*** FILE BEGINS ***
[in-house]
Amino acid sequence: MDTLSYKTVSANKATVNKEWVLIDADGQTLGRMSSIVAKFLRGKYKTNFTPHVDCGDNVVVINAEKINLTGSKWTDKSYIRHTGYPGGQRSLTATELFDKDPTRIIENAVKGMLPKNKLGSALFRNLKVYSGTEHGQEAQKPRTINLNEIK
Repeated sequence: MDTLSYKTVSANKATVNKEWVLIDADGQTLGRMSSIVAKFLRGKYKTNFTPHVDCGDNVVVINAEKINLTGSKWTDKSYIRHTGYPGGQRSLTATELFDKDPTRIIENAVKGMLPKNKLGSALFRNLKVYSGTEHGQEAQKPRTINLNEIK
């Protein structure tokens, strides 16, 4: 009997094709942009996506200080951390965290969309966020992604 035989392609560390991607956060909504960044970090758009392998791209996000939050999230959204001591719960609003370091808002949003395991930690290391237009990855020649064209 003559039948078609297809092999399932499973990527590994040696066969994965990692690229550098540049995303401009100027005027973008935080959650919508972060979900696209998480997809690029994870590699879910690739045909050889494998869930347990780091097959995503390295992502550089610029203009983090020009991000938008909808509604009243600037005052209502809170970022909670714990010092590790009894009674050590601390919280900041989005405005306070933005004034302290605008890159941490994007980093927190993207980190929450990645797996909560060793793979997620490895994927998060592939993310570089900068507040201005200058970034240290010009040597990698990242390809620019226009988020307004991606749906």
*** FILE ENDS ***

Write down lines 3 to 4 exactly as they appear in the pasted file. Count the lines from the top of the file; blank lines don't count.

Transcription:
Repeated sequence: MDTLSYKTVSANKATVNKEWVLIDADGQTLGRMSSIVAKFLRGKYKTNFTPHVDCGDNVVVINAEKINLTGSKWTDKSYIRHTGYPGGQRSLTATELFDKDPTRIIENAVKGMLPKNKLGSALFRNLKVYSGTEHGQEAQKPRTINLNEIK
């Protein structure tokens, strides 16, 4: 009997094709942009996506200080951390965290969309966020992604 035989392609560390991607956060909504960044970090758009392998791209996000939050999230959204001591719960609003370091808002949003395991930690290391237009990855020649064209 003559039948078609297809092999399932499973990527590994040696066969994965990692690229550098540049995303401009100027005027973008935080959650919508972060979900696209998480997809690029994870590699879910690739045909050889494998869930347990780091097959995503390295992502550089610029203009983090020009991000938008909808509604009243600037005052209502809170970022909670714990010092590790009894009674050590601390919280900041989005405005306070933005004034302290605008890159941490994007980093927190993207980190929450990645797996909560060793793979997620490895994927998060592939993310570089900068507040201005200058970034240290010009040597990698990242390809620019226009988020307004991606749906």